New Dairy Farm Construction Plan Tips
Remodeling or new construction of the milking, milk handling or milk storage systems on a dairy farm requires that plans be submitted to the Michigan Department of Agriculture & Rural Development for review prior to commencing construction. Some of the general information required in these plans is as follows:
- Milk lines and wash lines - size, material and location;
- Water connections and supply to wash vat/tank - protection of milk and water supply from contamination;
- Location and means of adding cleaning chemicals to vats/tanks - protection of milk and water supply;
- Water supply - isolation from contamination, safe water sample, approved construction;
- Disposal of wash water and waste - avoid contamination of surface or groundwater;
- Vacuum system - size, capacity, and protection from contamination;
- Milking equipment - approved construction; and
- Diagram of work to be done - location of milk lines, vacuum lines, wash lines, receiver jar, bulk tank, plate cooler, milkhouse, restroom and parlor.
Michigan Department of Agriculture & Rural Development form DY-342, Notice of Intent to Install, is to be used before plans have been finalized to notify the department that construction or changes are being planned. Typically a dairy producer notifies the local inspector that changes are being planned instead of sending in the DY-342, and the inspector will work with the producer as the plans are being developed.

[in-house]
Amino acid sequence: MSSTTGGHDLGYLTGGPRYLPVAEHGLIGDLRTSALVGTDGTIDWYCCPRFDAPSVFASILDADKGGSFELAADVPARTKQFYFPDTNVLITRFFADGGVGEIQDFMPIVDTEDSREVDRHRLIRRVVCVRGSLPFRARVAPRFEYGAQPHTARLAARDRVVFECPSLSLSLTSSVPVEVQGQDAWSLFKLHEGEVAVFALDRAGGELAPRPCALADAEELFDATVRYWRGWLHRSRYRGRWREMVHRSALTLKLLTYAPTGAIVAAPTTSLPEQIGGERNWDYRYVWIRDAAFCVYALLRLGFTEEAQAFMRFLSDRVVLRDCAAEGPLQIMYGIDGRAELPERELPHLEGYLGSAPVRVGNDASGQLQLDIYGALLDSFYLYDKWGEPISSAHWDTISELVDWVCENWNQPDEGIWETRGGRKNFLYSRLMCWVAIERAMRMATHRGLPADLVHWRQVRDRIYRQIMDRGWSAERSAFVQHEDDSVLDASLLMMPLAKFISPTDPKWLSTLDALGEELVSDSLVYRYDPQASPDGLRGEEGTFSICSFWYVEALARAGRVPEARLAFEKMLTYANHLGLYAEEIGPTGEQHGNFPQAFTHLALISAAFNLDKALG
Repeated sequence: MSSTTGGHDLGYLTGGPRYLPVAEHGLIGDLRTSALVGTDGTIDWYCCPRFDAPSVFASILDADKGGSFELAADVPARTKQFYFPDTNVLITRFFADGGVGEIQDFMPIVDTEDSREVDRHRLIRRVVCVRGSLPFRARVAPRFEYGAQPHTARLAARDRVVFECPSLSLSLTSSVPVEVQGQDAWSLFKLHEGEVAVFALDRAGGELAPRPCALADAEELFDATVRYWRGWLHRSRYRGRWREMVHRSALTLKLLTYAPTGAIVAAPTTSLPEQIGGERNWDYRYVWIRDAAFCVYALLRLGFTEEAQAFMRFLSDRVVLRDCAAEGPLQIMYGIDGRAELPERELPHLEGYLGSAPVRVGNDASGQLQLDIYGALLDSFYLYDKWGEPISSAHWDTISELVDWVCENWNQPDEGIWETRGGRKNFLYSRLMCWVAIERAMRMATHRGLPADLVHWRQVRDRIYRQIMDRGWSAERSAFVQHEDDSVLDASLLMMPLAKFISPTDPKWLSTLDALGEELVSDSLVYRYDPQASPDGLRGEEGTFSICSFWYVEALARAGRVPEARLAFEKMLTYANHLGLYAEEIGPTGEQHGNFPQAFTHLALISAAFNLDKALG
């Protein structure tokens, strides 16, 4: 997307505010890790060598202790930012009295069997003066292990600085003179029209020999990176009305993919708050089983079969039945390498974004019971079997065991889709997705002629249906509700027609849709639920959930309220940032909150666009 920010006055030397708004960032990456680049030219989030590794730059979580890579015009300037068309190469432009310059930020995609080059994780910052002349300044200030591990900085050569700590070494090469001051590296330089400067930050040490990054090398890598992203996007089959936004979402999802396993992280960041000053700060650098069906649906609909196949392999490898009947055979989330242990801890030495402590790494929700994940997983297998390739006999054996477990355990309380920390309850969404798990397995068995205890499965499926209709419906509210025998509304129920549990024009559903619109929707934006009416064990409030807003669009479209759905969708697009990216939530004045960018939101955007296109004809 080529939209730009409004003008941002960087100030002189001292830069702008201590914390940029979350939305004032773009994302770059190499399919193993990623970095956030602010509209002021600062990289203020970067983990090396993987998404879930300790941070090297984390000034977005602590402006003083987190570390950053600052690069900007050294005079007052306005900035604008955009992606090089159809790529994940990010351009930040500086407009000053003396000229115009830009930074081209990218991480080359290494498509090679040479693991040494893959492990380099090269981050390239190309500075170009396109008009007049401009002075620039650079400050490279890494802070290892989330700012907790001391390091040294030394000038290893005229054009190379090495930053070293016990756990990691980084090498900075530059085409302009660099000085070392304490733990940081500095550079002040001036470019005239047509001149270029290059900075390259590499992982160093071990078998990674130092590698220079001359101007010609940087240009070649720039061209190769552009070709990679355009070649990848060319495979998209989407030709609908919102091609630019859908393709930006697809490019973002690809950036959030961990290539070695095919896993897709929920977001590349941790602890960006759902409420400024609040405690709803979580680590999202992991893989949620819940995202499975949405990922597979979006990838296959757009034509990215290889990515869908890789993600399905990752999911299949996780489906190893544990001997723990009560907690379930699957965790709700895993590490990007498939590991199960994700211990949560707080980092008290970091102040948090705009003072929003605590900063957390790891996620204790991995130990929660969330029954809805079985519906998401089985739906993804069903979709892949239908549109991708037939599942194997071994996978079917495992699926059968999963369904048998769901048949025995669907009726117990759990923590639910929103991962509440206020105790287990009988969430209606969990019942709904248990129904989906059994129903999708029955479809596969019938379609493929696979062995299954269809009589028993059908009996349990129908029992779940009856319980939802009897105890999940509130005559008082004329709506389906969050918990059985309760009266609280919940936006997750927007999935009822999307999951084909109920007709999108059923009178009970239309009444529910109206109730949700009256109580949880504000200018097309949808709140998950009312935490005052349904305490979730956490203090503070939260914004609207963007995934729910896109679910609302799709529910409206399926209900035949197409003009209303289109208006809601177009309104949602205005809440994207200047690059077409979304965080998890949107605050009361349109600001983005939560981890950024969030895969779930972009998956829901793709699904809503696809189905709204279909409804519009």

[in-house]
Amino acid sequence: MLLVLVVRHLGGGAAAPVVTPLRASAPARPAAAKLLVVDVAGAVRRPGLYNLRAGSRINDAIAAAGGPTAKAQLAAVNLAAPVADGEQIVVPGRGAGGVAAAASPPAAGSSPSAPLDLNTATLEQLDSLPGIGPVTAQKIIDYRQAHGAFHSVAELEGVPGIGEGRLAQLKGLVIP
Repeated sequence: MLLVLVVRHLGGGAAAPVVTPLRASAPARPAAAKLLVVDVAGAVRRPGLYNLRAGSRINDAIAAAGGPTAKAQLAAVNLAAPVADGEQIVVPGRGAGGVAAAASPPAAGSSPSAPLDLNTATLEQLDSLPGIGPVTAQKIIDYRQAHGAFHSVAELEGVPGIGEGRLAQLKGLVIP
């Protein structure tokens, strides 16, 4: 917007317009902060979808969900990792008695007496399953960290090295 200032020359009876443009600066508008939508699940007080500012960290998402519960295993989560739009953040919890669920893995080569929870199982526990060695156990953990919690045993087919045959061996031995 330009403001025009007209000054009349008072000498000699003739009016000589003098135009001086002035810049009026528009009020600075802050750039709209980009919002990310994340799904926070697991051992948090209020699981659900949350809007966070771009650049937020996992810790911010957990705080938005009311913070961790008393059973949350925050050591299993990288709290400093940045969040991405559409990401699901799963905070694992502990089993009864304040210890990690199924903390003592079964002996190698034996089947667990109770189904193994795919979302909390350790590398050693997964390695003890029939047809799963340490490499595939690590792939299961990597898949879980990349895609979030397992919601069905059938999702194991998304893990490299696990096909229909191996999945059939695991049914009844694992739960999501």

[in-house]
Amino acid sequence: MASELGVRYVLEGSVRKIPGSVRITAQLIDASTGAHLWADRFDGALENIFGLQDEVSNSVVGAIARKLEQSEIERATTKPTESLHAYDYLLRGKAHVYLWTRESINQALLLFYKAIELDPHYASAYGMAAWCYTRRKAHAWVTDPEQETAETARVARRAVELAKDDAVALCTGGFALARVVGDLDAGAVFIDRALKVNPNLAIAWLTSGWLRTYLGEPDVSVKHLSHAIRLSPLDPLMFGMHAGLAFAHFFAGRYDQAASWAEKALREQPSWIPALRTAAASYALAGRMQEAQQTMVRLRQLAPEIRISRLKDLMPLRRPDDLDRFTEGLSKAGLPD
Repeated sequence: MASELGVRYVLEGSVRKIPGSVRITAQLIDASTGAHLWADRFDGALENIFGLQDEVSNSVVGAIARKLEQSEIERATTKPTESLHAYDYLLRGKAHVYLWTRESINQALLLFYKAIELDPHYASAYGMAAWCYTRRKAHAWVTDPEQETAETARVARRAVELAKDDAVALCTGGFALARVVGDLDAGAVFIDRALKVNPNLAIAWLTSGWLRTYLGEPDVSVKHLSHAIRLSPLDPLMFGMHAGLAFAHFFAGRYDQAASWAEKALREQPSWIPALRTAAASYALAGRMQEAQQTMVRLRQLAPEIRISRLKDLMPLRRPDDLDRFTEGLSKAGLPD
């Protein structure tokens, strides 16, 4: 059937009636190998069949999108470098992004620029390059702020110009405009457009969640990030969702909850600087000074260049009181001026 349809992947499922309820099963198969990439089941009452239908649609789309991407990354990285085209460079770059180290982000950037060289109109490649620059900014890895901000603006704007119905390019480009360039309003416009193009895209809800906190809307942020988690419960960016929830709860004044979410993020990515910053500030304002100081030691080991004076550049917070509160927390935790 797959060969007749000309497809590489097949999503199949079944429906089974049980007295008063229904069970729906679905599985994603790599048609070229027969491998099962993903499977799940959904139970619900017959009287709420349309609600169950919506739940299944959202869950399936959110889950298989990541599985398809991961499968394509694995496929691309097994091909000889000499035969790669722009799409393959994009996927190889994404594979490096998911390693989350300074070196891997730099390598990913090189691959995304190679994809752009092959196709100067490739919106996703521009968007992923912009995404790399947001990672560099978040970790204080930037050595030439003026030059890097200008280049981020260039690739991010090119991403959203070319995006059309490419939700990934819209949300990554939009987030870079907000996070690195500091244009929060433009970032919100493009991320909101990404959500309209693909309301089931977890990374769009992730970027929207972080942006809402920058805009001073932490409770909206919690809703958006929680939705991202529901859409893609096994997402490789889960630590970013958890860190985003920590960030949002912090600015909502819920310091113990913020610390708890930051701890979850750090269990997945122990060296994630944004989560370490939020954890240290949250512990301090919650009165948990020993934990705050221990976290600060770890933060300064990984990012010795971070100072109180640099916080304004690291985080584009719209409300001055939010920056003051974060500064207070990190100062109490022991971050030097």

Once plans have been developed, the DY-343, Application to Install, is completed by the producer or equipment installer and sent to the local inspector or to the MDARD Lansing office.
New equipment, new construction, or remodeling of existing dairy plants requires a detailed review of plans prior to installing the equipment or commencing construction. These plans should be developed with the knowledge of the local inspector so the review is ongoing through the plan development stage.
In addition to assistance from the local inspector or MDARD dairy plant specialists, Michigan State University Extension is also a good resource. MSU's Dairy Product Specialist, Dr. John Partridge, may be contacted via e-mail at firstname.lastname@example.org.
Along with planning for production, the Michigan Department of Environment, Great Lakes, and Energy should be contacted for assistance in waste disposal planning.
Typically, MDARD will be interested in areas such as product handling and the isolation of raw milk from pasteurized product, dairy product protection from adulteration and bio-hazards, the equipment cleaning program, the production processes, the pasteurization process, restroom location, water supply and water supply protection, record keeping and product storage.